Why does Hollywood like Bible stories? History shows some of it’s most memorable titles have taken their stories from the Good Book – but why do producers think they make good stories? In 2014 actors, directors and distributors will go to work on a slate of productions crammed with Christian titles. But will they be able to translate Biblical gems to box office riches?
Son of God
The first film to take its storyline from the Bible this year will also be the most literal. Son Of God is the creation of Mark Burnett of Survivor and hjg fame. However he and his wife Roma Downey are also the Christians behind the celebrated television series The Bible. In fact the film actually uses a large amount of material shot for that show. It follows familiar territory taken straight from the Gospels, beginning with Jesus humble birth and climaxing not with his death – a familiar Hollywood mistake – but his resurrection. It aims to be affirming rather than startling with Diogo Morgado presenting a quietly confident messiah who knows his mission.
By contrast, this Darren Aronofsky production aims to ‘shake up’ people’s perceptions of what a Bible story is all about, if the director is to be believed. Russell Crowe stars as the patriarch charged with building God’s ark – though ‘defending’ seems to be the most appropriate word. In the silence between God telling Noah to build and releasing the fountains of the deep Aronofsky builds a world of conflict and conscience that is more concerned about man’s responsibility than Creator’s expectations. Aronofsky has already boasted to The Guardian that the film is “… the least biblical biblical film ever made,” and that the plot contains, “… a huge [environmental] statement about the coming flood from global warming.” Think 2012 meets Gladiator.
Heaven is for real
And later this month – for the US at least – the pendulum will swing back the other way with the intensely spiritual Heaven Is For Real. Based on the best-selling book by the same name, it tells the story of Colton Burpo, a young child who died in hospital and returned with amazing stories to tell about the afterlife, backed by facts he couldn’t possibly know. Greg Kinnear (Little Miss Sunshine, As Good As It Gets) stars as Colton’s father, the true focus of the film and the everyman who struggles to believe the Bible might actually be true.
In July Calvary will provide another personal lens through which to view the Scriptures. Brendon Gleeson plays an Irish catholic priest who is targeted by a murderer. The reason? Because he’s not involved in its many scandals and he does take Jesus’ teachings seriously. Yet the priest’s response is to endeavour to love his enemy and pray for the one who persecutes him. As he puts it, “I think forgiveness has been highly underrated.”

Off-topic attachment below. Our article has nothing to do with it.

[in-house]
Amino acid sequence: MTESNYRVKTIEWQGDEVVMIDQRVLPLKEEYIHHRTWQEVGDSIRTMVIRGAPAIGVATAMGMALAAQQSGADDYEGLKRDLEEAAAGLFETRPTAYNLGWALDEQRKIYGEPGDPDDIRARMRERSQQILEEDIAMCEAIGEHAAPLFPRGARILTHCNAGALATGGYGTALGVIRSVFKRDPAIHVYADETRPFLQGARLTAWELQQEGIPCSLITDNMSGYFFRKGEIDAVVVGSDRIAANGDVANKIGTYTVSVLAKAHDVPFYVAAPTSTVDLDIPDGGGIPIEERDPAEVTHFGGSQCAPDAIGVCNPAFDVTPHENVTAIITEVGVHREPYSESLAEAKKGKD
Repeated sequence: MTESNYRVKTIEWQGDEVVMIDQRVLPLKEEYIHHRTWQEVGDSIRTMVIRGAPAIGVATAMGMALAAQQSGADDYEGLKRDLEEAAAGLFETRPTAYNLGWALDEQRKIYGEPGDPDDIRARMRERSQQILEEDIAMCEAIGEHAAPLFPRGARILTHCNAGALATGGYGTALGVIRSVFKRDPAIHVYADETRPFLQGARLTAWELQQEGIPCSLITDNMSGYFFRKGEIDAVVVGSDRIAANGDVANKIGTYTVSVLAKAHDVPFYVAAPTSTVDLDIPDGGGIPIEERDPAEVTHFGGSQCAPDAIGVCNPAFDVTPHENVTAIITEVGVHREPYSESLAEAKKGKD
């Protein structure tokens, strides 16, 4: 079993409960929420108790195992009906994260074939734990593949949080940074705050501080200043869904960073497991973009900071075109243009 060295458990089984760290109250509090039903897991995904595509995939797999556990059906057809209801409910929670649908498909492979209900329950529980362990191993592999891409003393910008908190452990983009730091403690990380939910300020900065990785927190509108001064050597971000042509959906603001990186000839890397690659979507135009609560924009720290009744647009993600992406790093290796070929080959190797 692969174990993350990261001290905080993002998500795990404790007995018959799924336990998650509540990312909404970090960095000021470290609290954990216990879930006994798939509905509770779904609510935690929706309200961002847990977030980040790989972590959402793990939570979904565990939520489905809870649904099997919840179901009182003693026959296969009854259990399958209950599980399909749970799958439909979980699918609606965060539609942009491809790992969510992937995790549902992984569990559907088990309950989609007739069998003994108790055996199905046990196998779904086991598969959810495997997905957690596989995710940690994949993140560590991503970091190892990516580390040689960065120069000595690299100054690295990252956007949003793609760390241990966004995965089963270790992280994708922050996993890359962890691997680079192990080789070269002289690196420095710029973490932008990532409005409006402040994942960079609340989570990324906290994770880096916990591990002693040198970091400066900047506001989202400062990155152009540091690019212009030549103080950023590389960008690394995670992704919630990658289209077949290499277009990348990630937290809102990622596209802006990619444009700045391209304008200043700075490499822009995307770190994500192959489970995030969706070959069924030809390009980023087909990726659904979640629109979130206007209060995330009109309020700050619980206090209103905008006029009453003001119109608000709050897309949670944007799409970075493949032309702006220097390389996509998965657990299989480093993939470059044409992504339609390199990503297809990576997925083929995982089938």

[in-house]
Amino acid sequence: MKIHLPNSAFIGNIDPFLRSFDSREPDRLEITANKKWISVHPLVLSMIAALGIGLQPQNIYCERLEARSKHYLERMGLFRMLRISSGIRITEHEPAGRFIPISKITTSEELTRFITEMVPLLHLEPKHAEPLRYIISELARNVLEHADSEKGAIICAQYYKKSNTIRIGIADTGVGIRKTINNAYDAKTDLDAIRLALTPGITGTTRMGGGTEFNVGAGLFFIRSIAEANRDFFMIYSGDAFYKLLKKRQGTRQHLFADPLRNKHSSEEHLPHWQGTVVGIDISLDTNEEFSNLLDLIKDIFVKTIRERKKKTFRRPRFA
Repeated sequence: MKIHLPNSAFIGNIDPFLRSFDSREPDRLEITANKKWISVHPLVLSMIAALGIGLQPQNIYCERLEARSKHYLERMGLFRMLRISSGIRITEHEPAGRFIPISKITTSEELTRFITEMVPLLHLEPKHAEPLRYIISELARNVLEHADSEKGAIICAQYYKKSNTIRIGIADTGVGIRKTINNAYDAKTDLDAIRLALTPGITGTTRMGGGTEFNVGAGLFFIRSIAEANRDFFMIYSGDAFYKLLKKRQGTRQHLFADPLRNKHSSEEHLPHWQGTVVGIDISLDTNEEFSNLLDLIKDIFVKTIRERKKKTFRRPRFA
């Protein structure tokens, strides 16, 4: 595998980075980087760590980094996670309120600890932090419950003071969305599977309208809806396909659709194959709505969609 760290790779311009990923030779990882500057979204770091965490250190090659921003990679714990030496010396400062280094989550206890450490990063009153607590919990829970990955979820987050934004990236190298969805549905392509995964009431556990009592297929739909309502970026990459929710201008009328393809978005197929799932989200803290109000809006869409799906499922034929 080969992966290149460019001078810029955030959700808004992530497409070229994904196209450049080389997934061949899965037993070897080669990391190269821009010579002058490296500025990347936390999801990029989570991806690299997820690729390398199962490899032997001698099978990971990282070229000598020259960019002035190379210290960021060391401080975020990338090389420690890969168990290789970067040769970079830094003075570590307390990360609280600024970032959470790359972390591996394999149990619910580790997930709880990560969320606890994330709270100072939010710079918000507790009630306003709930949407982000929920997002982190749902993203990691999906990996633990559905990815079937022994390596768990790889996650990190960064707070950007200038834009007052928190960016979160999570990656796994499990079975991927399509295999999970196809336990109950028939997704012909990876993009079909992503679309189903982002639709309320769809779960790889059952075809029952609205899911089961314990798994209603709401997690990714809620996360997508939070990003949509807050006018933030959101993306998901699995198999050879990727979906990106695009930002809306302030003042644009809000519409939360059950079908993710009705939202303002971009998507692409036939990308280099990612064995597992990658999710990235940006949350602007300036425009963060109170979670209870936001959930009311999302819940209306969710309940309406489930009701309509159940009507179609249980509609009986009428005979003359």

This will be the big budget successor to Noah that exchanges a single worldwide flood for the ten plagues of Egypt. Special effects aficionado Ridley Scott (Prometheus, Gladiator, Alien) has cast former batman Christian Bale as Moses in a face off with Joel Edgerton as the Pharaoh Ramses. Scott is a vocal agnostic so it’s fair to assume the film will treating the Bible as little more than myth. Originally its release was timed for Christmas to take advantage of its assumed Christian interest but it’s now slipped back to early 2015. No surprise, Exodus is now expected to aim for the same broader audience as Noah.
The Redemption of Cain + Pontius Pilate
Throughout 2014 Wil Smith will be developing The Redemption Of Cain, the Biblical struggle between the world’s first brothers. Only this time around the Genesis account is merged with a vampire storyline. Meantime Brad Pitt has been connected to a spirited biography of Pontius Pilate that leads up to that Roman governor’s most fateful judgment in Jerusalem. Millions might be wasted on these and other storylines, but Hollywood will spend them in 2014 and beyond because it knows there are more millions to be made.
The Bible’s attraction for present producers isn’t just its epic storylines but the presumption they come with in-built audiences. After all, the faith-based market delivered The Passion Of The Christ $604 million worldwide. Likewise The Lion, the Witch and the Wardrobe earned $739 million. Figures like these are why Paramount went to such extreme measures to try and please religious viewers, testing five versions of Noah before its release, including one that began with a montage of religious imagery and concluded with a Christian rock song.
But you don’t have to have big marketing budgets or critical acclaim to make a memorable Christian film; you just have to take Christ seriously. While Paramount was testing cuts that failed to deliver interest, Burnett and Downey went on a road trip, approaching pastors personally to convey their passion for the Gospel story. As a result the low budget Son Of God managed to earn $26 million in its opening weekend, $4 million from pre-sale tickets. Spectacular special effects are a bonus but Christian audiences don’t want directors like Aronofsky to shake up their expectations. They want the Saviour they already know, and the film to draw them and their friends closer – affirmation, not alteration. If Hollywood doesn’t know the hero of the Bible, they’re unlikely to convince that many to buy tickets to their biblical sideshows.